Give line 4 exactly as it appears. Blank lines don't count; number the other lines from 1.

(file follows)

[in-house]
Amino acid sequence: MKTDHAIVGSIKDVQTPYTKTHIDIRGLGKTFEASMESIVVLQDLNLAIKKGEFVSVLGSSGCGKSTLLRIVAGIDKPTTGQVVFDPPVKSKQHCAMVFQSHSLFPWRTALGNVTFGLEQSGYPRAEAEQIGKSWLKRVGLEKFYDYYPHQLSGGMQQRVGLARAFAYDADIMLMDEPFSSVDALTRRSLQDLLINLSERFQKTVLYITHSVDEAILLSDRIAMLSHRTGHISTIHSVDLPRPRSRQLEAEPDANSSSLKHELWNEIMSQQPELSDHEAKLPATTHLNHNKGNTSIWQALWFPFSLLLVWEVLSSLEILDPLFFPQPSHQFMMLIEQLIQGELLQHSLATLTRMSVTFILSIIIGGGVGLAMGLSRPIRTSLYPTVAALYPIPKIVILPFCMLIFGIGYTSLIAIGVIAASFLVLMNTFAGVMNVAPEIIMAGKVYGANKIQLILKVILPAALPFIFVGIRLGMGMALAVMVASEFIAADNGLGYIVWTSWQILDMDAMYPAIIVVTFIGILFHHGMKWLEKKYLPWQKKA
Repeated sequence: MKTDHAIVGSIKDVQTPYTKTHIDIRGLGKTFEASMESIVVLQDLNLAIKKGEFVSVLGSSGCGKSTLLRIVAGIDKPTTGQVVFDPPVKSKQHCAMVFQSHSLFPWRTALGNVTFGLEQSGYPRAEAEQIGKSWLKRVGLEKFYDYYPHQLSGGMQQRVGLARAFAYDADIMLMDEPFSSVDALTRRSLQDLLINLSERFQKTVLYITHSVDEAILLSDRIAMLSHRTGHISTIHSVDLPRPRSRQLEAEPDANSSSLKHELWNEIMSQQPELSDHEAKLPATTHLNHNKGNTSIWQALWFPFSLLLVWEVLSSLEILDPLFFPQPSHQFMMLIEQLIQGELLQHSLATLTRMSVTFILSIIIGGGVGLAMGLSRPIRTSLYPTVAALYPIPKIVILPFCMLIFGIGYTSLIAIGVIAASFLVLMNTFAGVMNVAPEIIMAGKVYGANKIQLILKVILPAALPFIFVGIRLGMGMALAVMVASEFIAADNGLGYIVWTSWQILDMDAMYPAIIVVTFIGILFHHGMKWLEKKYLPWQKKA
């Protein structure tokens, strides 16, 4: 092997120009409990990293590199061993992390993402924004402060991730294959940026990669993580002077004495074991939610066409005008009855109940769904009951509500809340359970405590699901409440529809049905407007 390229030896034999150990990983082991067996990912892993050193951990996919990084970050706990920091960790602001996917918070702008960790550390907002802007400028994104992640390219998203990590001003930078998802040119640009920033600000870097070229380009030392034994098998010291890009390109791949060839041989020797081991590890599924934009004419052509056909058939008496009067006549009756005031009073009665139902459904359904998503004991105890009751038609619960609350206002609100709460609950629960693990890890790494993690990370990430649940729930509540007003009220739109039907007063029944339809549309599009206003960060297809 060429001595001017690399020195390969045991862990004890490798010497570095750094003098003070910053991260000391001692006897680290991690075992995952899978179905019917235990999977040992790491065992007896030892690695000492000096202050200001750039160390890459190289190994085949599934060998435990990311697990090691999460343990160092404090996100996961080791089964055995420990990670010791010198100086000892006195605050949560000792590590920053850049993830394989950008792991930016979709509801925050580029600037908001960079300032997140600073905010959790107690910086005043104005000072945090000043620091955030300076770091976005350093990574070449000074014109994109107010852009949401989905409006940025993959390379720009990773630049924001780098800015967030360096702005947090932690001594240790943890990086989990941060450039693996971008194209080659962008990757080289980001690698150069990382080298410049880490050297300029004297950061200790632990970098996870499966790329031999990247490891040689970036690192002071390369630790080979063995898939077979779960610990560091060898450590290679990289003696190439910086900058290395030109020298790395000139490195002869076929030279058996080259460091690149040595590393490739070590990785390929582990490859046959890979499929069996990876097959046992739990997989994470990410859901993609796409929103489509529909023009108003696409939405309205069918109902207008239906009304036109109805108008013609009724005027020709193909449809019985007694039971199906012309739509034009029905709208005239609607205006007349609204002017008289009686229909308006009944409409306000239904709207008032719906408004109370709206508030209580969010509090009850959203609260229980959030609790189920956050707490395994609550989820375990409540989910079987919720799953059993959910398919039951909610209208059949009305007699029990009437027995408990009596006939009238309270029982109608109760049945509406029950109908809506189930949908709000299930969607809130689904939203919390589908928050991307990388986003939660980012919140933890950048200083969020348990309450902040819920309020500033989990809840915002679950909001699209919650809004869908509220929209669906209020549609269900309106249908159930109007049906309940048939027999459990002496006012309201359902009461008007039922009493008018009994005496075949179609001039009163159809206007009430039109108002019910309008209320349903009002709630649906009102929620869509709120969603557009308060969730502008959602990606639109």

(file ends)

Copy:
């Protein structure tokens, strides 16, 4: 092997120009409990990293590199061993992390993402924004402060991730294959940026990669993580002077004495074991939610066409005008009855109940769904009951509500809340359970405590699901409440529809049905407007 390229030896034999150990990983082991067996990912892993050193951990996919990084970050706990920091960790602001996917918070702008960790550390907002802007400028994104992640390219998203990590001003930078998802040119640009920033600000870097070229380009030392034994098998010291890009390109791949060839041989020797081991590890599924934009004419052509056909058939008496009067006549009756005031009073009665139902459904359904998503004991105890009751038609619960609350206002609100709460609950629960693990890890790494993690990370990430649940729930509540007003009220739109039907007063029944339809549309599009206003960060297809 060429001595001017690399020195390969045991862990004890490798010497570095750094003098003070910053991260000391001692006897680290991690075992995952899978179905019917235990999977040992790491065992007896030892690695000492000096202050200001750039160390890459190289190994085949599934060998435990990311697990090691999460343990160092404090996100996961080791089964055995420990990670010791010198100086000892006195605050949560000792590590920053850049993830394989950008792991930016979709509801925050580029600037908001960079300032997140600073905010959790107690910086005043104005000072945090000043620091955030300076770091976005350093990574070449000074014109994109107010852009949401989905409006940025993959390379720009990773630049924001780098800015967030360096702005947090932690001594240790943890990086989990941060450039693996971008194209080659962008990757080289980001690698150069990382080298410049880490050297300029004297950061200790632990970098996870499966790329031999990247490891040689970036690192002071390369630790080979063995898939077979779960610990560091060898450590290679990289003696190439910086900058290395030109020298790395000139490195002869076929030279058996080259460091690149040595590393490739070590990785390929582990490859046959890979499929069996990876097959046992739990997989994470990410859901993609796409929103489509529909023009108003696409939405309205069918109902207008239906009304036109109805108008013609009724005027020709193909449809019985007694039971199906012309739509034009029905709208005239609607205006007349609204002017008289009686229909308006009944409409306000239904709207008032719906408004109370709206508030209580969010509090009850959203609260229980959030609790189920956050707490395994609550989820375990409540989910079987919720799953059993959910398919039951909610209208059949009305007699029990009437027995408990009596006939009238309270029982109608109760049945509406029950109908809506189930949908709000299930969607809130689904939203919390589908928050991307990388986003939660980012919140933890950048200083969020348990309450902040819920309020500033989990809840915002679950909001699209919650809004869908509220929209669906209020549609269900309106249908159930109007049906309940048939027999459990002496006012309201359902009461008007039922009493008018009994005496075949179609001039009163159809206007009430039109108002019910309008209320349903009002709630649906009102929620869509709120969603557009308060969730502008959602990606639109």